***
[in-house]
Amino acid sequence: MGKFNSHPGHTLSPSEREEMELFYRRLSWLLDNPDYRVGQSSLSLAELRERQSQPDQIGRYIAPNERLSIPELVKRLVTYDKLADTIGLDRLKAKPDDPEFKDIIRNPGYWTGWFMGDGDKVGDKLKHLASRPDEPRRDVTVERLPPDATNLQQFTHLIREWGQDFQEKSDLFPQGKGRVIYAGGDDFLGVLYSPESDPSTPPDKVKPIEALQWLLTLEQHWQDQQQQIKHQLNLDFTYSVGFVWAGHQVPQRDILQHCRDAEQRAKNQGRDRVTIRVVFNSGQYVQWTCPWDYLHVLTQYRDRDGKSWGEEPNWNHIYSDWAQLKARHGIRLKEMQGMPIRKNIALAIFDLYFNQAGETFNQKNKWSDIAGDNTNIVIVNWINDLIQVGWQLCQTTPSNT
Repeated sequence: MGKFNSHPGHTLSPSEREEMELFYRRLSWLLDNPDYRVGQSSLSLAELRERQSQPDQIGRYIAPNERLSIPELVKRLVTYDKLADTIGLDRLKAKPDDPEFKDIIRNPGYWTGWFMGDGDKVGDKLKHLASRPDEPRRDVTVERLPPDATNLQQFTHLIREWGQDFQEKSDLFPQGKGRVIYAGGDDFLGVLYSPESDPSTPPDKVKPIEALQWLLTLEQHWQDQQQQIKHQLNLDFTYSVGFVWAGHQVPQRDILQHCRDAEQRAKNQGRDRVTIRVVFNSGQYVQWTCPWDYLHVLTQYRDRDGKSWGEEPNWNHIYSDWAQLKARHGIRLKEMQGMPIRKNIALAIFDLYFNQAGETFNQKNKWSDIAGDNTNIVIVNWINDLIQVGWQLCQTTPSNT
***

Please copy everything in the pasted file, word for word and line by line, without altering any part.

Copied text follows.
[in-house]
Amino acid sequence: MGKFNSHPGHTLSPSEREEMELFYRRLSWLLDNPDYRVGQSSLSLAELRERQSQPDQIGRYIAPNERLSIPELVKRLVTYDKLADTIGLDRLKAKPDDPEFKDIIRNPGYWTGWFMGDGDKVGDKLKHLASRPDEPRRDVTVERLPPDATNLQQFTHLIREWGQDFQEKSDLFPQGKGRVIYAGGDDFLGVLYSPESDPSTPPDKVKPIEALQWLLTLEQHWQDQQQQIKHQLNLDFTYSVGFVWAGHQVPQRDILQHCRDAEQRAKNQGRDRVTIRVVFNSGQYVQWTCPWDYLHVLTQYRDRDGKSWGEEPNWNHIYSDWAQLKARHGIRLKEMQGMPIRKNIALAIFDLYFNQAGETFNQKNKWSDIAGDNTNIVIVNWINDLIQVGWQLCQTTPSNT
Repeated sequence: MGKFNSHPGHTLSPSEREEMELFYRRLSWLLDNPDYRVGQSSLSLAELRERQSQPDQIGRYIAPNERLSIPELVKRLVTYDKLADTIGLDRLKAKPDDPEFKDIIRNPGYWTGWFMGDGDKVGDKLKHLASRPDEPRRDVTVERLPPDATNLQQFTHLIREWGQDFQEKSDLFPQGKGRVIYAGGDDFLGVLYSPESDPSTPPDKVKPIEALQWLLTLEQHWQDQQQQIKHQLNLDFTYSVGFVWAGHQVPQRDILQHCRDAEQRAKNQGRDRVTIRVVFNSGQYVQWTCPWDYLHVLTQYRDRDGKSWGEEPNWNHIYSDWAQLKARHGIRLKEMQGMPIRKNIALAIFDLYFNQAGETFNQKNKWSDIAGDNTNIVIVNWINDLIQVGWQLCQTTPSNT